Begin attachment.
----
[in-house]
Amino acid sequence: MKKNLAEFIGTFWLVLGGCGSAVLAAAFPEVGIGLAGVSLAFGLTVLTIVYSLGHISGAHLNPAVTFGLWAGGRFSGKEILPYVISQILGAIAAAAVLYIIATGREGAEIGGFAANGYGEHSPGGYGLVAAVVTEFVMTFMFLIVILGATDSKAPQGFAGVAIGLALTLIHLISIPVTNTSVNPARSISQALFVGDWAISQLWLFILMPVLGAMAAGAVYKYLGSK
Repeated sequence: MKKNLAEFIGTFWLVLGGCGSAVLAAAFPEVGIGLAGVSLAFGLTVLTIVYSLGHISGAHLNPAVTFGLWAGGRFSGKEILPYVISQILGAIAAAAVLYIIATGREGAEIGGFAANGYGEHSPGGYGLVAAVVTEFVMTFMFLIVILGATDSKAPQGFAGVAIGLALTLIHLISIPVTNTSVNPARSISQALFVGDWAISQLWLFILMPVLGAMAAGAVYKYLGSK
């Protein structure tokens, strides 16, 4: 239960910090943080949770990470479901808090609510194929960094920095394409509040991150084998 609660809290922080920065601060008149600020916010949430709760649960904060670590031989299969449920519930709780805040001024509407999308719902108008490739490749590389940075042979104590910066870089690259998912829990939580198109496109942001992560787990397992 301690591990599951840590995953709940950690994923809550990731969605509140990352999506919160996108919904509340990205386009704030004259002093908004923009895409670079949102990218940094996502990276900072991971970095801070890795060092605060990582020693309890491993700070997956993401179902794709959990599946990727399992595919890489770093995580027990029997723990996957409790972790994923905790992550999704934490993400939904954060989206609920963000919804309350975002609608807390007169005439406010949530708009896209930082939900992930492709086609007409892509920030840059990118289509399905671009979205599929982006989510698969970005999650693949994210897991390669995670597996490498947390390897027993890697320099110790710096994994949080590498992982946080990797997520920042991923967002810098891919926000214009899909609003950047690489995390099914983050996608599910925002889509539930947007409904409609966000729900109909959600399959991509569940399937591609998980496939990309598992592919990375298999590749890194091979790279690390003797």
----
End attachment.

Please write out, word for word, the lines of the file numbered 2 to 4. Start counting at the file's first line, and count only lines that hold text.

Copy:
Amino acid sequence: MKKNLAEFIGTFWLVLGGCGSAVLAAAFPEVGIGLAGVSLAFGLTVLTIVYSLGHISGAHLNPAVTFGLWAGGRFSGKEILPYVISQILGAIAAAAVLYIIATGREGAEIGGFAANGYGEHSPGGYGLVAAVVTEFVMTFMFLIVILGATDSKAPQGFAGVAIGLALTLIHLISIPVTNTSVNPARSISQALFVGDWAISQLWLFILMPVLGAMAAGAVYKYLGSK
Repeated sequence: MKKNLAEFIGTFWLVLGGCGSAVLAAAFPEVGIGLAGVSLAFGLTVLTIVYSLGHISGAHLNPAVTFGLWAGGRFSGKEILPYVISQILGAIAAAAVLYIIATGREGAEIGGFAANGYGEHSPGGYGLVAAVVTEFVMTFMFLIVILGATDSKAPQGFAGVAIGLALTLIHLISIPVTNTSVNPARSISQALFVGDWAISQLWLFILMPVLGAMAAGAVYKYLGSK
């Protein structure tokens, strides 16, 4: 239960910090943080949770990470479901808090609510194929960094920095394409509040991150084998 609660809290922080920065601060008149600020916010949430709760649960904060670590031989299969449920519930709780805040001024509407999308719902108008490739490749590389940075042979104590910066870089690259998912829990939580198109496109942001992560787990397992 301690591990599951840590995953709940950690994923809550990731969605509140990352999506919160996108919904509340990205386009704030004259002093908004923009895409670079949102990218940094996502990276900072991971970095801070890795060092605060990582020693309890491993700070997956993401179902794709959990599946990727399992595919890489770093995580027990029997723990996957409790972790994923905790992550999704934490993400939904954060989206609920963000919804309350975002609608807390007169005439406010949530708009896209930082939900992930492709086609007409892509920030840059990118289509399905671009979205599929982006989510698969970005999650693949994210897991390669995670597996490498947390390897027993890697320099110790710096994994949080590498992982946080990797997520920042991923967002810098891919926000214009899909609003950047690489995390099914983050996608599910925002889509539930947007409904409609966000729900109909959600399959991509569940399937591609998980496939990309598992592919990375298999590749890194091979790279690390003797």